Trevi offers an alternative to prison for pregnant women
Trevi, the women’s charity which runs the only UK residential rehabilitation centre exclusively for mothers and their children, has announced that it offers a better alternative to prison for female offenders who are pregnant.
Six hundred pregnant women enter a prison every year in the UK and about a hundred babies are born inside despite the fact that the prison environment may pose particular risks for pregnant women and unborn children.
In September 2019, a newborn baby died in HMP Bronzefield; another baby was stillborn in HMP Styal in June 2020. The Ministry of Justice does not routinely collect or publish data on miscarriages, stillbirths and neo-natal deaths so the number of deaths of babies born to imprisoned mothers may be higher.
It is well established that women rarely commit violent crimes or pose any danger to society. However despite this, the women’s prison population in England and Wales more than doubled between 1995 and 2010 – from under 2,000 women to over 4,000. The number has since declined but the UK is characterised as having one of the highest rates of imprisonment for women in Western Europe.
Locally, 106 immediate prison sentences were given to women in Devon and Cornwall in 2019, a decrease from 120 in 2018 and a 7% decrease since 2009. These were mostly for non-violent offences and 66% were for less than six months. 31% of the prison sentences were for theft offences.
In 2018, the Government published its Female Offender Strategy which sets out the Government’s commitment to a new programme of work for female offenders, driven by three priorities:
- earlier intervention,
- an emphasis on community-based solutions, and
- an aim to make custody as effective and decent as possible for those women who do have to be there.
70.7% of adult women and 62.9% of adult men released from custody between April to June 2016 following a short custodial sentence of less than 12 months reoffended within a year. When comparing the reoffending rate for women on a community order to women released from prison, the reoffending rate within 12 months is more than halved.
There is persuasive evidence that short custodial sentences are less effective in reducing reoffending than community orders. Short sentences generate churn which is a major driver of instability in UK prisons, and they do not provide sufficient time for rehabilitative activity. The impact on women, many of whom are sentenced for non-violent, low level but persistent offences, often for short periods of time, is extremely significant.
The prevalence of anxiety and self-harm incidents is far greater for female prisoners than for male. As more female offenders are primary carers than their male counterparts, these sentences lead to a disproportionate impact on children and families and a failure to halt the intergenerational cycle of offending. For instance, a landmark study found that 63% of prisoners’ sons went on to offend themselves.
In addition, prison can be a place where there is exposure to more hardened and accomplished criminals, and therefore it can become a place for criminal education, serious and organised crime, and radicalisation rather than rehabilitation.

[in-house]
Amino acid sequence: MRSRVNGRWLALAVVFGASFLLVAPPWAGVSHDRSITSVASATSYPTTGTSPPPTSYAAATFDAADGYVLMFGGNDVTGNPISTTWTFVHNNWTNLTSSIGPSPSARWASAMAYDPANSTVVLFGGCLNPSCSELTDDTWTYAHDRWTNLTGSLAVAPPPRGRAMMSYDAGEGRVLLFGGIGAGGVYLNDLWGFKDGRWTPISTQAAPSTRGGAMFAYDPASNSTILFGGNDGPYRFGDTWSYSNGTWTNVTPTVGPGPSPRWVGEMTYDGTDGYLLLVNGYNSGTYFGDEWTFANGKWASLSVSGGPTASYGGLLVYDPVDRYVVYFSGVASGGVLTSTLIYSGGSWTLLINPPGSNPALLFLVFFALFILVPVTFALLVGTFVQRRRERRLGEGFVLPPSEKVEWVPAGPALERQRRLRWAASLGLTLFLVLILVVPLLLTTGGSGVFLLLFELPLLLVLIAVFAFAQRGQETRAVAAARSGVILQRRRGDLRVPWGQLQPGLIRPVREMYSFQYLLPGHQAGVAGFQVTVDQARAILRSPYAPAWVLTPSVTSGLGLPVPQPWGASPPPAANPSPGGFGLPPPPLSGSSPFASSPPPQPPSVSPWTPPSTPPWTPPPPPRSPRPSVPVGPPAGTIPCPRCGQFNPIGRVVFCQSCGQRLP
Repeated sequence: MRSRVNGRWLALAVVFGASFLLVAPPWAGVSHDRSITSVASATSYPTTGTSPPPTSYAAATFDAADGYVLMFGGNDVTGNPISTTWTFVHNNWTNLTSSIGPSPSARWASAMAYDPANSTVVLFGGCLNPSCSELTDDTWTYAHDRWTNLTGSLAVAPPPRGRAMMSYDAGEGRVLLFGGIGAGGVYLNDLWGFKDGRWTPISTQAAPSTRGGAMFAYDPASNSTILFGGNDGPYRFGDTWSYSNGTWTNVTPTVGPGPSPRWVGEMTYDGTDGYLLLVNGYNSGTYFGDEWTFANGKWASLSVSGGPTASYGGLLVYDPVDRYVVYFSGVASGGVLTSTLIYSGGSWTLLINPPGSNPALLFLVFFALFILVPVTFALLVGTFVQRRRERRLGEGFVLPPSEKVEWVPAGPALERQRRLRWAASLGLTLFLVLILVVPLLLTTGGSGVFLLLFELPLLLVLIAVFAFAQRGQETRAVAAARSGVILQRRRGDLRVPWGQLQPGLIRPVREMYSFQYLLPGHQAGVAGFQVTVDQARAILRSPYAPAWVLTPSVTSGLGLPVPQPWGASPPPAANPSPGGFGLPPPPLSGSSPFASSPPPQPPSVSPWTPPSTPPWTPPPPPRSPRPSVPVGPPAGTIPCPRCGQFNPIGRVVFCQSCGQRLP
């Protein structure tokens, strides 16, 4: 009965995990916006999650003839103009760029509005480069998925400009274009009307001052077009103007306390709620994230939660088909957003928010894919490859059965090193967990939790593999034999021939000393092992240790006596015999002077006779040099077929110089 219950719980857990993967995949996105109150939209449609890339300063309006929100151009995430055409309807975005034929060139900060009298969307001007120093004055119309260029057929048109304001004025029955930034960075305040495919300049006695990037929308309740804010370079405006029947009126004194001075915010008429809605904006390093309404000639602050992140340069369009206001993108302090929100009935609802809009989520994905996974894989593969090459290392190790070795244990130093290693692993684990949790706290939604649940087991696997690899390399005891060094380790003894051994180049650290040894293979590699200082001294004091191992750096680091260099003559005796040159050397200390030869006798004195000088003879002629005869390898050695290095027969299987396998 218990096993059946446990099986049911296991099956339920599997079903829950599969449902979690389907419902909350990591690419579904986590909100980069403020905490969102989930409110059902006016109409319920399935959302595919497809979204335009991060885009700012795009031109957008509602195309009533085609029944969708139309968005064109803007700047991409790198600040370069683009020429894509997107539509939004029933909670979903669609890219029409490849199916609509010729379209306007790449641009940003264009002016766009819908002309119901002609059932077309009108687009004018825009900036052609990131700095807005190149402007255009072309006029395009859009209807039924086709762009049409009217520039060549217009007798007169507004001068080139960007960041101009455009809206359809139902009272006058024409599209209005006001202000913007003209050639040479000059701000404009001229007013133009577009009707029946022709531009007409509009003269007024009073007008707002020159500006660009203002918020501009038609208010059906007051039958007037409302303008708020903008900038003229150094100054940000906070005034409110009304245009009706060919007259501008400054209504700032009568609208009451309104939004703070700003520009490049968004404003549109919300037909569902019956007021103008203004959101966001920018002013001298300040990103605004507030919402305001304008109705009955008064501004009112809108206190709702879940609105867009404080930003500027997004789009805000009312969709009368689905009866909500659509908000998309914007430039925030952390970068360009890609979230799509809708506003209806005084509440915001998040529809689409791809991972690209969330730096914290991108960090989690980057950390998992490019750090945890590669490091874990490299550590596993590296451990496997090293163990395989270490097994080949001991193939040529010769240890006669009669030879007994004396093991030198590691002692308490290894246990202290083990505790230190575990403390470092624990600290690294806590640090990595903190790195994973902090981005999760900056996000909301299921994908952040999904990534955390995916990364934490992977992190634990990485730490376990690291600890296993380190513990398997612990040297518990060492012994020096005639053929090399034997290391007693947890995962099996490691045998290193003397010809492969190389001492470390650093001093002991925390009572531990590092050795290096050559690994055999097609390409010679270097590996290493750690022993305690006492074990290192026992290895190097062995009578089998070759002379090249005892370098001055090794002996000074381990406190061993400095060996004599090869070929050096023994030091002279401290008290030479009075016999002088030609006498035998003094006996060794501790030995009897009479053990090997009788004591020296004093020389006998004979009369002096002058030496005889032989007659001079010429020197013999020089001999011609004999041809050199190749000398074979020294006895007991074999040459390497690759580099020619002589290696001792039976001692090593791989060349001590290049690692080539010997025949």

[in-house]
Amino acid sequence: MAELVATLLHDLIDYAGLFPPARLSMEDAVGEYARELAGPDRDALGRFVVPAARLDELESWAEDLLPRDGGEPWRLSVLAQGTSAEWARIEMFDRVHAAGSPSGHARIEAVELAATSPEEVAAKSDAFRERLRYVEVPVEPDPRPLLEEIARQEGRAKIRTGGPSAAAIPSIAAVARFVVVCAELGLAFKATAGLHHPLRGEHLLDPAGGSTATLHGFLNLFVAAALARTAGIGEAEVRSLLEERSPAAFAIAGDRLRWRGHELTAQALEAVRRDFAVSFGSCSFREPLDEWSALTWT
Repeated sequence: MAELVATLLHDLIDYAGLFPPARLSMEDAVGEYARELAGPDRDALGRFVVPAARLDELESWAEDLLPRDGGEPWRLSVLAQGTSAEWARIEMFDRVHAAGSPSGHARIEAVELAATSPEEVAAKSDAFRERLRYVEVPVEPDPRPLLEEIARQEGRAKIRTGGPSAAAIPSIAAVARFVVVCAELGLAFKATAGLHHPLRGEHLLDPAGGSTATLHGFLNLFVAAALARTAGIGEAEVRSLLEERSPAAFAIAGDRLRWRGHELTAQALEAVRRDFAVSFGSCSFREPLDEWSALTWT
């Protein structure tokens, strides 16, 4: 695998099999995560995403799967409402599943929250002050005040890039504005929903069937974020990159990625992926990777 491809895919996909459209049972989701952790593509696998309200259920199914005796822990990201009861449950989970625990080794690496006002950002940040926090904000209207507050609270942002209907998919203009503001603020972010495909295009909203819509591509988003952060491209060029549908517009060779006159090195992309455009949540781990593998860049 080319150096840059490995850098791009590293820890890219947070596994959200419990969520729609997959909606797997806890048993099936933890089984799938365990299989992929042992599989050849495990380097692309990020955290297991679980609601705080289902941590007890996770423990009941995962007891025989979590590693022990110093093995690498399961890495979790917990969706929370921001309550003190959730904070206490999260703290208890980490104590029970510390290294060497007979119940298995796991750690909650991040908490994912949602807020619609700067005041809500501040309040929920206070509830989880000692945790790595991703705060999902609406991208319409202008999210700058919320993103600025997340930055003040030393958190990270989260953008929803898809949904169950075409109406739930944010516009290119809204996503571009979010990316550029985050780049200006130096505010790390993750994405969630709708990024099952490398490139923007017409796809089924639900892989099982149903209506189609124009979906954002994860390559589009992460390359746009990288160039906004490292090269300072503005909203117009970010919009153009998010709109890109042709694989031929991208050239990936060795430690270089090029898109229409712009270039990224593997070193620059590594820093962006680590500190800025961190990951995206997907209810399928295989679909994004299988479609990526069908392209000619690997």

Trevi, a leading southwest women’s charity, runs a CQC registered residential rehabilitation service known as Jasmine Mother’s Recovery (formerly known as Trevi House). The centre opened in 1993 in Plymouth, Devon, as a drug and alcohol residential rehabilitation centre working exclusively with mothers and their children. Jasmine takes referrals from across the UK and can accommodate up to 12 women and their children at any time. Each mother follows a trauma informed therapeutic rehabilitation plan over an average 24 week stay. Facilities include residential rooms, family apartments, a therapy lodge and an Ofsted registered nursery for children to be looked after during therapy times.
At Jasmine Mother’s Recovery, the dedicated and expert team works with each mother to help her break her addiction for good and to be the best mother she can be. And the results speak for themselves: 98% of women who go to Jasmine successfully detox and almost 8 out of 10 children get to stay with their mother.
Jasmine Mother’s Recovery works hard to achieve intervention as early as possible, with more mothers being admitted during pregnancy, having a positive impact on outcomes.
It is recognised that a significant proportion of women who come into contact with the criminal justice system (CJS) commit offences that are low-level. In some cases, their offending could have been prevented by addressing their vulnerabilities at an earlier stage. Many women offenders experience chaotic lifestyles involving substance abuse, mental health problems, homelessness, and offending behaviour – these are often a product of life of abuse and trauma. Often these offenders will have repeated demands on services and go on to reoffend. Criminalising vulnerable women can make it harder for them to access routes out of the issues driving their offending, creating barriers to them finding or maintaining employment and accommodation.